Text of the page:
. APOE {varepsilon}4 Status and Traumatic Brain Injury on the Gridiron or the Battlefield. Sci Transl Med. 2012 May 16;4(134):134ed4. PubMed.


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  1. Given what Lee Goldstein, Ann McKee, and colleagues observed in the brains of blast victims and athletes who suffered severe concussions in our recent study, we need to be much more cognizant of how to protect our military and those playing violent contact sports from head trauma. Knowing you are ApoE4 postive may be a start toward increased vigilance in these activities. But those who do not carry the ApoE4 allele must still be equally concerned with protecting themselves from head injury to avoid downstream risk for CTE and dementia.

  2. The editorial makes several important points. Perhaps the most important is that we need a much larger database to understand risks that transform TBI into CTE and its various clinical expressions among people at risk due to sports, war, or other situations. A long-term investment in studying cohorts prospectively could provide appropriate information for counseling and risk assessment. Initiatives such as lifetime TBI diaries among athletes, amateur and professional, in sports that are associated with increased risk of TBI, would be extremely valuable. Some of the expense could be deferred by piggy-backing these studies onto existing cohort studies, but specific funding for registries or cohort studies would be worth considering.

    The editorial highlights ApoE4 as a risk factor for CTE. The data from which this conclusion is drawn are limited: For example, reference 4 in the editorial is a study of 30 boxers, and should be viewed as preliminary.

    Many studies of ApoE have come from major TBI and its outcomes. For example, Ponsford et al., 2011, was an Australian study of TBI in more than 600 adults. It reported no association between initial severity of clinical deficits from TBI and ApoE4, but an association between worse longer-term recovery and ApoE4. Follow-up of this cohort was not long enough to consider the long-term risk of CTE and its consequences.

    Alexander et al., 2007, followed 123 adults with severe TBI for up to 24 months and documented a slower recovery rate for people with an ApoE4 allele, controlling for other potential predictors. It is tempting to extrapolate from the data on severe TBI about the additional influence of ApoE, but the questions raised by milder TBI and CTE may not be identical.

    More data are needed to inform and develop public health policy, particularly regarding sensitive issues that surround genetic testing and disclosure. As an inverse of advising people who are ApoE4 carriers to consider avoiding contact sports with higher risk of TBI, would the knowledge that one lacks an ApoE4 allele give a false sense of security to other athletes? Reducing the risk of TBI, regardless of ApoE genotype, is an imperative of further research related to CTE.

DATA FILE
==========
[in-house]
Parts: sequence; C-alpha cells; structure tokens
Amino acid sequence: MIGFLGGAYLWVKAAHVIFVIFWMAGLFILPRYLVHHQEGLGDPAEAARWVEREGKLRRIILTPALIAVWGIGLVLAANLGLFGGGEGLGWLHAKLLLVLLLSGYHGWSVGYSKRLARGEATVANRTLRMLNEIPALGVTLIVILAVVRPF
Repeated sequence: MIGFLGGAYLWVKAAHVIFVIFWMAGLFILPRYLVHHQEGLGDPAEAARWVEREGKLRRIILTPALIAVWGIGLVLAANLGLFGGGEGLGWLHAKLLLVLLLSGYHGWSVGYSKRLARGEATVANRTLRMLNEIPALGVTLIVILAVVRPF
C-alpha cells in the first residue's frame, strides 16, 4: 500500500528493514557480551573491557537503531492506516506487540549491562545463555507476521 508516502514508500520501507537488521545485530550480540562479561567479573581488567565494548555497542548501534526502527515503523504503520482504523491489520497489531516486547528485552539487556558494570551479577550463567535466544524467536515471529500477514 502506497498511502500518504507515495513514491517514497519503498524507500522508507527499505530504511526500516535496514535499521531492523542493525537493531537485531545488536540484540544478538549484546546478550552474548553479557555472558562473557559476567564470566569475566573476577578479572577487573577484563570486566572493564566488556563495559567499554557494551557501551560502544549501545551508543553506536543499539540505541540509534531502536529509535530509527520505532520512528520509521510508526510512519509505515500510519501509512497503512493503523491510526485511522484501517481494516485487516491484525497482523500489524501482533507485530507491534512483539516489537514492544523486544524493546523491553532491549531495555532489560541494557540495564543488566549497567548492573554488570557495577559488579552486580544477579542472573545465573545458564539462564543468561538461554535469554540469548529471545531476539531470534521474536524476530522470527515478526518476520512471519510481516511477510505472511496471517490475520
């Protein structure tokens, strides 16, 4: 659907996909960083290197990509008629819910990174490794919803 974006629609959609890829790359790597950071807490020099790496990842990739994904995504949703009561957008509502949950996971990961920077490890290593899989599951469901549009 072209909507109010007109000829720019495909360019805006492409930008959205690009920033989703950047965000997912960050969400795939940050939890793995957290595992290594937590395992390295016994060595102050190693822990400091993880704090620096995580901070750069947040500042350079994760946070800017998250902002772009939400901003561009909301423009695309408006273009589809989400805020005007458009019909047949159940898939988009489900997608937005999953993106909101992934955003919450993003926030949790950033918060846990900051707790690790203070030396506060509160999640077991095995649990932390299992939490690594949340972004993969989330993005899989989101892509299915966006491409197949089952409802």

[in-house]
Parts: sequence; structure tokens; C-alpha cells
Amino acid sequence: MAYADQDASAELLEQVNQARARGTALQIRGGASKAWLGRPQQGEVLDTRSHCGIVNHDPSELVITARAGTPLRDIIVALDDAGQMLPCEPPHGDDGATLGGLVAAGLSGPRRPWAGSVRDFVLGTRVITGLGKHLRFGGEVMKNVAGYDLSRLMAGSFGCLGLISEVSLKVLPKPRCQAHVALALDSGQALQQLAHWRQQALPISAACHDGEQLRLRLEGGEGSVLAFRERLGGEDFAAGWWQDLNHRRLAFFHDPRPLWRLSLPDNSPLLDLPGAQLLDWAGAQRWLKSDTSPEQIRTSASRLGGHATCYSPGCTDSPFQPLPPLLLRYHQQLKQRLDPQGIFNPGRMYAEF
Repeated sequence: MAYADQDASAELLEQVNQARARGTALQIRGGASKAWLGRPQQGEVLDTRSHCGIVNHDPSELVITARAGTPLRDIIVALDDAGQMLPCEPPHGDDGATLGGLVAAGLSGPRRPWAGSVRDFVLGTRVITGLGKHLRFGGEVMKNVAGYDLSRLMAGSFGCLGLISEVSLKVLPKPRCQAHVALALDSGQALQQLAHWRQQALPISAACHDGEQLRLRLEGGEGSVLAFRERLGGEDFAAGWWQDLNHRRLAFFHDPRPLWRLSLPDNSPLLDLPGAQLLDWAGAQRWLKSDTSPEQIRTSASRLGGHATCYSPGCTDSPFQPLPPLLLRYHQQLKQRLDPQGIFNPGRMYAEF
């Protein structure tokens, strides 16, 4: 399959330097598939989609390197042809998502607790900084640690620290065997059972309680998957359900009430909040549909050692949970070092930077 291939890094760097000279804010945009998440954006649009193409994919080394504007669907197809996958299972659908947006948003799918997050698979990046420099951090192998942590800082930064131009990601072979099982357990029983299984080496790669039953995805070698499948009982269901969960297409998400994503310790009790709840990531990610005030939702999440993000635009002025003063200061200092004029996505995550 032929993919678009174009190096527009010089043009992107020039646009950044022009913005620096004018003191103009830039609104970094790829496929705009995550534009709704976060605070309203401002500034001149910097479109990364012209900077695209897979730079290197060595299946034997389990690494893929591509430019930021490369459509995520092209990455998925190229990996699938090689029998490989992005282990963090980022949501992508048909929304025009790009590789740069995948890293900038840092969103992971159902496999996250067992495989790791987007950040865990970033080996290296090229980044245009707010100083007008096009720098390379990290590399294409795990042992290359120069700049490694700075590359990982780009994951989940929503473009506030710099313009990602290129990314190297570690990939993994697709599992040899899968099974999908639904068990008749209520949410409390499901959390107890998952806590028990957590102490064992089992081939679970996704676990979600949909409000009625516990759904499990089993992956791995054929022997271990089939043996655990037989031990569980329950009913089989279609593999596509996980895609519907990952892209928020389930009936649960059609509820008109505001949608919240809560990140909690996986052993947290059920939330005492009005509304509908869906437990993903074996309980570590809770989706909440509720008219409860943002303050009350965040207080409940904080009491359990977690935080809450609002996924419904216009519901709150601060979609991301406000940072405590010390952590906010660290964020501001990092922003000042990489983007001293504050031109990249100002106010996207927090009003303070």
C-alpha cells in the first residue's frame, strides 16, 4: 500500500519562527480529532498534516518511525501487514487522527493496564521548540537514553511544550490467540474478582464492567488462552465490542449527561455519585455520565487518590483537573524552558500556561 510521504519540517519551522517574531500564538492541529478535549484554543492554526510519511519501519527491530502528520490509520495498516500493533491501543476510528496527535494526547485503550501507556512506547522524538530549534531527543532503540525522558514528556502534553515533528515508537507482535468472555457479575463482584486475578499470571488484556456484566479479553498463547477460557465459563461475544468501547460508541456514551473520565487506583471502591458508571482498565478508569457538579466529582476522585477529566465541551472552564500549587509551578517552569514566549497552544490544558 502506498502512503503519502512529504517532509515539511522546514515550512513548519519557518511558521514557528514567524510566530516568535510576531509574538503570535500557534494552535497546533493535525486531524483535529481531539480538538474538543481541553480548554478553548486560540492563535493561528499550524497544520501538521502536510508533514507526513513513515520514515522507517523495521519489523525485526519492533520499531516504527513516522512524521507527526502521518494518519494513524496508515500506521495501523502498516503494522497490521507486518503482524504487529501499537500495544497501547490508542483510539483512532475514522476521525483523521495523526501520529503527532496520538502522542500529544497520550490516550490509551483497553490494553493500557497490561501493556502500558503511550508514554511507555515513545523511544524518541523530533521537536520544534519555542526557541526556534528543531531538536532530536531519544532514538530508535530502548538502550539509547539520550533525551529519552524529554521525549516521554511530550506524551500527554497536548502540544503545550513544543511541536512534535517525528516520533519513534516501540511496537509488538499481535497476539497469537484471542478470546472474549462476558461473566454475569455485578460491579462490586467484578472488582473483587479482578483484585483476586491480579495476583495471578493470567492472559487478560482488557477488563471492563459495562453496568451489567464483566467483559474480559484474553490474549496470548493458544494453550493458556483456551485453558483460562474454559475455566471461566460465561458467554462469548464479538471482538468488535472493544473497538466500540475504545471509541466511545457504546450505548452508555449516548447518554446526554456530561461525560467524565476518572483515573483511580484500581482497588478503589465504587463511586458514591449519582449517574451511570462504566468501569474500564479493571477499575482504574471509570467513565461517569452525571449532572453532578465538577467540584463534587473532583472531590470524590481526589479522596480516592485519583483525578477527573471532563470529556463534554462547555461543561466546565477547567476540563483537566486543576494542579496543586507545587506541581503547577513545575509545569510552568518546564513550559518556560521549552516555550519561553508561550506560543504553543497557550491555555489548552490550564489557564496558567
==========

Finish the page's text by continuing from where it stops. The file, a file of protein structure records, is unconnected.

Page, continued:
. The association between apolipoprotein E and traumatic brain injury severity and functional outcome in a rehabilitation sample. J Neurotrauma. 2011 Sep;28(9):1683-92. PubMed.

    . Apolipoprotein E4 allele presence and functional outcome after severe traumatic brain injury. J Neurotrauma. 2007 May;24(5):790-7. PubMed.

  3. The editorial by Drs. Gandy and DeKosky very appropriately raises concerns about the effects of traumatic brain injury to produce chronic traumatic encephalopathy and as a long-term risk factor for Alzheimer's disease. Furthermore, the editorial raises questions concerning the role of ApoE4 as an added or interactive risk factor for future brain damage. Recently, the ADNI team was funded by the Department of Defense to begin a study of the effects of traumatic brain injury and post-traumatic stress disorder on Alzheimer's disease in veterans using imaging and biomarkers in the Alzheimer’s Disease Neuroimaging Initiative (ADNI). We will enroll 210 Vietnam War veterans (70 in each group) who: 1) have a documented history of moderate to severe concussion, 2) documented post-traumatic stress disorder, or 3) healthy controls and study them with the identical clinical, cognitive, MRI, PET, and CSF biomarkers as subjects in ADNI2. Of course, ApoE4 testing, GWAS, or even whole-genome sequencing will also be performed on DNA from these subjects. We expect that the results of this study will provide new insights into the relationship of TBI and PTSD to the development of cognitive decline, Alzheimer's disease, and dementia.

    Millions of Americans have served in the Armed Forces, many of whom have been subjected to exposures such as TBI and PTSD that may increase their risk for dementia. The Veterans Administration runs the largest single healthcare system in the U.S. In my view, considering the magnitude, prevalence, and severity of Alzheimer's disease in veterans, the DOD and VA have not provided sufficient funding for research concerning Alzheimer's disease.

    Therefore, this very important editorial further raises awareness and concerns about several important issues. Hopefully, this will result in new research and additional funding, which will lead to improved diagnostic methods and treatments to prevent cognitive decline and dementia.

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This paper appears in the following:


  1. Blast Anatomy—Chronic Traumatic Encephalopathy in Military Vets